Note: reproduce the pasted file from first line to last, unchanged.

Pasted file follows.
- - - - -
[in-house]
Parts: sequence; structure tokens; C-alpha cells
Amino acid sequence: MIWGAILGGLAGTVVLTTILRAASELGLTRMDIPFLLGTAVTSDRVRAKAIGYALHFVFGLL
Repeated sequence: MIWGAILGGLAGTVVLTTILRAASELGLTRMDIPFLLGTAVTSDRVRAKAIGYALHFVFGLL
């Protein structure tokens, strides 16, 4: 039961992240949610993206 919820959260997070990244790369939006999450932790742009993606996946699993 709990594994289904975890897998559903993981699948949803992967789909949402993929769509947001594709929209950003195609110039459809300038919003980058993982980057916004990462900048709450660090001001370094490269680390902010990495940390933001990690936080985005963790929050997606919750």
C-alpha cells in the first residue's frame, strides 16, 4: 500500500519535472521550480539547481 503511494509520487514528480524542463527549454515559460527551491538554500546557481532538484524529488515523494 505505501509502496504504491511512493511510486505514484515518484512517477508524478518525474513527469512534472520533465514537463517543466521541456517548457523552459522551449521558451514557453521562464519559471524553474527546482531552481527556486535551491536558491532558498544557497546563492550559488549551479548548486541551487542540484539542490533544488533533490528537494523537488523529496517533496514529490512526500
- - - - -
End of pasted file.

[in-house]
Parts: sequence; structure tokens; C-alpha cells
Amino acid sequence: MIWGAILGGLAGTVVLTTILRAASELGLTRMDIPFLLGTAVTSDRVRAKAIGYALHFVFGLL
Repeated sequence: MIWGAILGGLAGTVVLTTILRAASELGLTRMDIPFLLGTAVTSDRVRAKAIGYALHFVFGLL
């Protein structure tokens, strides 16, 4: 039961992240949610993206 919820959260997070990244790369939006999450932790742009993606996946699993 709990594994289904975890897998559903993981699948949803992967789909949402993929769509947001594709929209950003195609110039459809300038919003980058993982980057916004990462900048709450660090001001370094490269680390902010990495940390933001990690936080985005963790929050997606919750």
C-alpha cells in the first residue's frame, strides 16, 4: 500500500519535472521550480539547481 503511494509520487514528480524542463527549454515559460527551491538554500546557481532538484524529488515523494 505505501509502496504504491511512493511510486505514484515518484512517477508524478518525474513527469512534472520533465514537463517543466521541456517548457523552459522551449521558451514557453521562464519559471524553474527546482531552481527556486535551491536558491532558498544557497546563492550559488549551479548548486541551487542540484539542490533544488533533490528537494523537488523529496517533496514529490512526500